An eye catching and frequently amusing bit of prehistoric fun for the whole family, The Croods: A New Age, might not be a necessary animated sequel, but at least it’s a decent one.
Get Out not only marks writer and first time feature director Jordan Peele’s biggest departure yet from the comedic roots he’s most widely known for, but also heralds the arrival of a talented, perceptive filmmaking voice. Lovingly embracing and subverting horror movie clichés and conventions in equal measure while at the same time delivering a well honed, often uncomfortably uproarious satire on being black in America, Get Out will stand as one of the most assured debut features once the year is over.
Catherine Keener has a passion for Canadian film that she earned while working on director Charles Binamé’s Elephant Song alongside actors Bruce Greenwood, and Xavier Dolan, and she’s proud to talk about it, especially now that she understands how hard it is to make a film in Canada.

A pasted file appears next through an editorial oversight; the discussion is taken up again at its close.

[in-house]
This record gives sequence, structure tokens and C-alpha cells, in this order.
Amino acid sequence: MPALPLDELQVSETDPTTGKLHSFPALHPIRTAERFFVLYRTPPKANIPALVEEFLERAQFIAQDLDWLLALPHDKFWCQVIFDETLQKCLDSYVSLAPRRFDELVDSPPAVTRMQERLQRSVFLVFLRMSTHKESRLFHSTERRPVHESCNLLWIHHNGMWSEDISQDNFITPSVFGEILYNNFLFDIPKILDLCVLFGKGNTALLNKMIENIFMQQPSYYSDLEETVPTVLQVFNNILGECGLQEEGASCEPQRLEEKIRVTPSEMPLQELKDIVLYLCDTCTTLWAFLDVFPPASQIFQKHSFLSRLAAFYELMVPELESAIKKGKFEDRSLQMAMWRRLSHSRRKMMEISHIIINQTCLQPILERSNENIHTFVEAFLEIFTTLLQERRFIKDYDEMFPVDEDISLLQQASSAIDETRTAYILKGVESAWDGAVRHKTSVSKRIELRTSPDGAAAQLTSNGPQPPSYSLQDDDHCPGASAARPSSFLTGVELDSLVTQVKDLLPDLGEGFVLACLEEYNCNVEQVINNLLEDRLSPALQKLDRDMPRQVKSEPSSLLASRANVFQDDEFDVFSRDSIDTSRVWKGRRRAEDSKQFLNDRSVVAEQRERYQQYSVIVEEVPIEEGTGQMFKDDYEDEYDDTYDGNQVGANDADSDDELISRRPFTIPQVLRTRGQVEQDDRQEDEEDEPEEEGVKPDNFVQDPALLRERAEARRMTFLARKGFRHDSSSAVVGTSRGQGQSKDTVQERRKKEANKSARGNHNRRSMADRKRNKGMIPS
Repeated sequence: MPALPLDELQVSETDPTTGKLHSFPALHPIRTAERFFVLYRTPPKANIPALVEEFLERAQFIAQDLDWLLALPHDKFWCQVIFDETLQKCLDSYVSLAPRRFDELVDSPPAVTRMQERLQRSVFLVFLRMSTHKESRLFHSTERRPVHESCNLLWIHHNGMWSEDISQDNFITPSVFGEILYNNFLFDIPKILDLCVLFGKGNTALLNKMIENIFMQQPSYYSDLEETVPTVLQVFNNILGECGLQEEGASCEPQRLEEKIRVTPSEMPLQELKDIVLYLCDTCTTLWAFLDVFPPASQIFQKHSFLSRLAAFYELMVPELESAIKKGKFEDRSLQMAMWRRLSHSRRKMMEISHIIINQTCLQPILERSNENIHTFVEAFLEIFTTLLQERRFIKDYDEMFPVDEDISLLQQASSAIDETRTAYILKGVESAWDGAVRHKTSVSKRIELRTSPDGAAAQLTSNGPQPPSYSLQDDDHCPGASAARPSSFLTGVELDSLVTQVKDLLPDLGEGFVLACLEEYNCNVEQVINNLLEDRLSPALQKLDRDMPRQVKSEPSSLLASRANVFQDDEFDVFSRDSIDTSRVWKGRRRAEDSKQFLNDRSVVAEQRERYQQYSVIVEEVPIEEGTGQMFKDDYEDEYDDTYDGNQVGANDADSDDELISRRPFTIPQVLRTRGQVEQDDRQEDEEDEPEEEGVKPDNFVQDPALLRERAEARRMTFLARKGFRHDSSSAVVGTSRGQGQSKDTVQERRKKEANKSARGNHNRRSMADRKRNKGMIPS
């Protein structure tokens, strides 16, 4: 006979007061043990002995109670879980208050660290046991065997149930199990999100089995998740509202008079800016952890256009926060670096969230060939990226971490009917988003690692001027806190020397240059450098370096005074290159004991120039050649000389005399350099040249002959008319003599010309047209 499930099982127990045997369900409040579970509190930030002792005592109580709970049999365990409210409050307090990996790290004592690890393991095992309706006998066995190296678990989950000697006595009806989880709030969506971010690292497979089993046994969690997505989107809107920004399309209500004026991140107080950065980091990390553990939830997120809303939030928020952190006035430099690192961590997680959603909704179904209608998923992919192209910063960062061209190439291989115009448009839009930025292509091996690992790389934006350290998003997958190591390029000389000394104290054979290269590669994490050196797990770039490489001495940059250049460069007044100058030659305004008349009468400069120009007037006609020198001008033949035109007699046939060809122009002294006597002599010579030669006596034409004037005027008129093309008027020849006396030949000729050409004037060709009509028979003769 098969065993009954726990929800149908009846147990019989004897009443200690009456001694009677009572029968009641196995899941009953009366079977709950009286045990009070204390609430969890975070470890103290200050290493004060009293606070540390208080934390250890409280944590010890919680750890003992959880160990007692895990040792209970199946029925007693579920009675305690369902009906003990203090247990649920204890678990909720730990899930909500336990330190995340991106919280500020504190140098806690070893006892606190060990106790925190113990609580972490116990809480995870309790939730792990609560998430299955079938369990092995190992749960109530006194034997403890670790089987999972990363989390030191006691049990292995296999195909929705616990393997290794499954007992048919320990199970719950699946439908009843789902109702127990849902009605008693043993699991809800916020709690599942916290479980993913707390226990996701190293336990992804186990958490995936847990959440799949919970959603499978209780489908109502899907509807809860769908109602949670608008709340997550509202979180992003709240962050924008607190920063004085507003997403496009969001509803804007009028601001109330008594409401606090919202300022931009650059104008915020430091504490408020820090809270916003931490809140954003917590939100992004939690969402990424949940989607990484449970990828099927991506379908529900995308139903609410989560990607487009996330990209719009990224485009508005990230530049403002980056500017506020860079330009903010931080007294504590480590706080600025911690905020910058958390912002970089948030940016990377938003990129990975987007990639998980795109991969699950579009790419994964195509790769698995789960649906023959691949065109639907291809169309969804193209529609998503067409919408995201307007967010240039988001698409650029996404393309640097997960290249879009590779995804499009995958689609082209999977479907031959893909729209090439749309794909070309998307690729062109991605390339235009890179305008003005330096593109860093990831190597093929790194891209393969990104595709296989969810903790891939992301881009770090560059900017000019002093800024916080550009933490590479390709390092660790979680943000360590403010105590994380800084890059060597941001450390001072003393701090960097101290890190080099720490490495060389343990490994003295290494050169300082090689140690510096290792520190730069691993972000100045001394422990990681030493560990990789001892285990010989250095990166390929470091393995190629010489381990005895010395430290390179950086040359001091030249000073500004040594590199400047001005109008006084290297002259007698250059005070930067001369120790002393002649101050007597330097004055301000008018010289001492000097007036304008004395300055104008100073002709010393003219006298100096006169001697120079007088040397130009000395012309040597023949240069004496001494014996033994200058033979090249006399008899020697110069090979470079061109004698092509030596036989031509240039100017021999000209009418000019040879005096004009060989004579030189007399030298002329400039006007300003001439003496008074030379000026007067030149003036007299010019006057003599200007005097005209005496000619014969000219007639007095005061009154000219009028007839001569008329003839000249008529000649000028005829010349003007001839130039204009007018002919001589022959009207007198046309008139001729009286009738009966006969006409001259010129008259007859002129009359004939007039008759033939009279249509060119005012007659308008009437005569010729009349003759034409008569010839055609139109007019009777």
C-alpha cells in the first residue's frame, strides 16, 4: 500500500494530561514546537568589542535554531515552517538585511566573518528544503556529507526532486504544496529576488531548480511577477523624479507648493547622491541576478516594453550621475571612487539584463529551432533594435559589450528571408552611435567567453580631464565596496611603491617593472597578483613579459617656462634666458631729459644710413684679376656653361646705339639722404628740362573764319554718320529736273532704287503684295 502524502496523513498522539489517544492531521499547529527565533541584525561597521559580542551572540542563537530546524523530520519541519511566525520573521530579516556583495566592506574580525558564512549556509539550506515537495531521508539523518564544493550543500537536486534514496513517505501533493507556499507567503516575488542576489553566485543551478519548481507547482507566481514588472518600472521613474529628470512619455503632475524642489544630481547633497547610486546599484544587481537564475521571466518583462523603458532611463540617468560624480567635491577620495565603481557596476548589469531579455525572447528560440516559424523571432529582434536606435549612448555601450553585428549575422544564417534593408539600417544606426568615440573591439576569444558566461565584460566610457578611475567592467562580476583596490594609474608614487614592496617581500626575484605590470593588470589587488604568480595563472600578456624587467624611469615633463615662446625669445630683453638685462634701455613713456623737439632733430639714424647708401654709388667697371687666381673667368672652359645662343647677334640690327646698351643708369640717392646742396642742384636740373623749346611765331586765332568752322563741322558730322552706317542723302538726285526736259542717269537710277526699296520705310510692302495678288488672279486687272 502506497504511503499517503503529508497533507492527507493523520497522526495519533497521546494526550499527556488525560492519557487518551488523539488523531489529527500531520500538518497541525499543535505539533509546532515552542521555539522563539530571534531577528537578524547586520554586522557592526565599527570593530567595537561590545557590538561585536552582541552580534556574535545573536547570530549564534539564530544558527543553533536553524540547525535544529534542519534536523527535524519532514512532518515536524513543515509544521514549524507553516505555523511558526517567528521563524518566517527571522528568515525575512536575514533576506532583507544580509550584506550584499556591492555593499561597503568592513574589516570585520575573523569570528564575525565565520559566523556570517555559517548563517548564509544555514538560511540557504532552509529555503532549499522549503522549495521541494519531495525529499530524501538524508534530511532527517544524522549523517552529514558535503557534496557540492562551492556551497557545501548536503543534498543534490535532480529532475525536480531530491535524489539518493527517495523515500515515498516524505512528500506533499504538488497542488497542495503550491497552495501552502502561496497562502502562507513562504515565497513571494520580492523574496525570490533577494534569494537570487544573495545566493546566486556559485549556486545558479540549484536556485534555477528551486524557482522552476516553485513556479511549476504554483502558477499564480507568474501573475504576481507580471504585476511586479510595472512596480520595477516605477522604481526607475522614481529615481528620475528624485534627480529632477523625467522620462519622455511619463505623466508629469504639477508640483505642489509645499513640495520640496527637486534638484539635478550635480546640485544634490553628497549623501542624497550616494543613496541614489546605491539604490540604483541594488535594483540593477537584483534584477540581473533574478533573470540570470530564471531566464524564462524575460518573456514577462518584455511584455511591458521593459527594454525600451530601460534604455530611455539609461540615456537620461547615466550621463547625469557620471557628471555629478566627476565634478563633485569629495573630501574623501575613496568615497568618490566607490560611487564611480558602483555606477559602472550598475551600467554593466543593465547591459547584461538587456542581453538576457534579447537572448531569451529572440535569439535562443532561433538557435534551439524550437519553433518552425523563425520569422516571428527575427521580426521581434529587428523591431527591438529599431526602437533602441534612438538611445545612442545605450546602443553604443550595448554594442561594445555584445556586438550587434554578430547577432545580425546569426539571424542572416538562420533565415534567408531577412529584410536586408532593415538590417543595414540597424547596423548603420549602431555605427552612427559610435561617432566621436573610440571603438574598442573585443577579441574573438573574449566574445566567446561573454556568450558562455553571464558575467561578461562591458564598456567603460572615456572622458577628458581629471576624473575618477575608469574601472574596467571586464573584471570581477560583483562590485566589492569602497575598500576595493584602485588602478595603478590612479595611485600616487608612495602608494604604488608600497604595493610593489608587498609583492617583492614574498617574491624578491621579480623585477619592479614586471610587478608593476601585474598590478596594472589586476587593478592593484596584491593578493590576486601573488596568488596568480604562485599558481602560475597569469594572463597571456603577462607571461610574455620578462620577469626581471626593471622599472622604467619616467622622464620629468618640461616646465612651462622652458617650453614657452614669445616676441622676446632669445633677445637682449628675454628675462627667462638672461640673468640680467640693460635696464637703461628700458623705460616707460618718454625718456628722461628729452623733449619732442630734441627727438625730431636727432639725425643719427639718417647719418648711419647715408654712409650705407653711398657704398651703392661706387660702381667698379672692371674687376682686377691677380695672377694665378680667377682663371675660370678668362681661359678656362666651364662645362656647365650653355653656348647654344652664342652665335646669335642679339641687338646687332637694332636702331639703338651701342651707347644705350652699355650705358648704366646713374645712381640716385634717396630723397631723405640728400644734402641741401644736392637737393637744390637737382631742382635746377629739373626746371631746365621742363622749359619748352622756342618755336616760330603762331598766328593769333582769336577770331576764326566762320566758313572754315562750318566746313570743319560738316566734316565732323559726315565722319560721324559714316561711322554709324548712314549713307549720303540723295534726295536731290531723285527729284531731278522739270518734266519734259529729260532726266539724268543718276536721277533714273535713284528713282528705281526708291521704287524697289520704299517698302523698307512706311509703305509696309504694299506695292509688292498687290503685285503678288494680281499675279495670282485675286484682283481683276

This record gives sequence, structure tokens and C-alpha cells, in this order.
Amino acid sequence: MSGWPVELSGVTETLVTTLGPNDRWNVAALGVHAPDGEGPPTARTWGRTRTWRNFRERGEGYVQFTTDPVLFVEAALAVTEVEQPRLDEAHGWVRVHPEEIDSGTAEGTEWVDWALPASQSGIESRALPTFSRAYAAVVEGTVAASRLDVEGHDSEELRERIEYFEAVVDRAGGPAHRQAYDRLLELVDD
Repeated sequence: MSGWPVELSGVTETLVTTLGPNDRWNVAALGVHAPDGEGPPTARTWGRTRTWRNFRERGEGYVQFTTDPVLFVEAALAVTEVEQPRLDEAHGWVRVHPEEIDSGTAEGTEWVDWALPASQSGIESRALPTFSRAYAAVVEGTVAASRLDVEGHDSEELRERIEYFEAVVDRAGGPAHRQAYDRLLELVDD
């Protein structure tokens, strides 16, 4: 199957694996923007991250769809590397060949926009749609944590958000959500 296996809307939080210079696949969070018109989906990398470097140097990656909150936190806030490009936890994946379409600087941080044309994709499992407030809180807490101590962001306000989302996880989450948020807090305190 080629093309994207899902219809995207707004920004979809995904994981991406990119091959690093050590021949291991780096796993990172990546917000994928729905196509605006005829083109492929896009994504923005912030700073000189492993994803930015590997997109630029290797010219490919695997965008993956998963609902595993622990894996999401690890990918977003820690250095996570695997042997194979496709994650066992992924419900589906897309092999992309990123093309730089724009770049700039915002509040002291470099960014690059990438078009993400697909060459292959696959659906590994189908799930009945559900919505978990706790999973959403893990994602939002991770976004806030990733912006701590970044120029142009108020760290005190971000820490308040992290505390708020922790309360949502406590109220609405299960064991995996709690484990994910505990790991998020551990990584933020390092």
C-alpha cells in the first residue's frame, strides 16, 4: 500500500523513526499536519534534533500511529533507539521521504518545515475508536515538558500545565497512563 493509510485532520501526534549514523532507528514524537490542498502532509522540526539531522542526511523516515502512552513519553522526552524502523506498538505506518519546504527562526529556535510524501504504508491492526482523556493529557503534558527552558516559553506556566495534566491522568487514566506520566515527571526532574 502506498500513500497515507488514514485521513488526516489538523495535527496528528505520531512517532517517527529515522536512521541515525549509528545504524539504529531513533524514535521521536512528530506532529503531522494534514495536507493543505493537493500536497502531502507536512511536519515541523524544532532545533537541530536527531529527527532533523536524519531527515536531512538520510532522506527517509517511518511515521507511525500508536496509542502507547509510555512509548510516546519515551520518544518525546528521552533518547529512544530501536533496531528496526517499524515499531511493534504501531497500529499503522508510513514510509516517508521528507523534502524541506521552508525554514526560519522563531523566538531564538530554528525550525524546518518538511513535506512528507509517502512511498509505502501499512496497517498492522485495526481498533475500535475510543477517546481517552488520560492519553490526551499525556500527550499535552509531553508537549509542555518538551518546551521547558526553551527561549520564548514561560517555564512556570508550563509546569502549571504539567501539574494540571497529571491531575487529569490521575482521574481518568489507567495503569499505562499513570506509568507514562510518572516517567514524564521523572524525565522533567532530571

Tuesday and Wednesday were two of my biggest days at the Toronto International Film Festival, aside from the always epic first Saturday of the festival. Tuesday started out fairly reasonably with writer, director and actor Pat Mills sitting down to discuss his film, Guidance.
New arrivals on DVD and Blu-ray this week: Jake Gyllenhaal stars in the sci-fi thriller, Source Code, by Moon director Duncan Jones; plus a look at the drama Trust, starring Clive Owen and directed by David Schwimmer.
Opening this week at a theatre near you: Tom Cruise and Cameron Diaz star in the action-comedy, Knight And Day; John C. Reilly and Jonah Hill fight it out for the love of a woman in Cyrus; and Adam Sandler leads a group of aging guys in the reunion comedy, Grown Ups.
This week’s new arrivals on DVD and Blu-ray include Roland Emmerich‘s epic disaster, 2012; Spike Jonze‘s adaptation of the children’s book, Where the Wild Things Are; plus a look at The Private Lives of Pippa Lee, and Ponyo.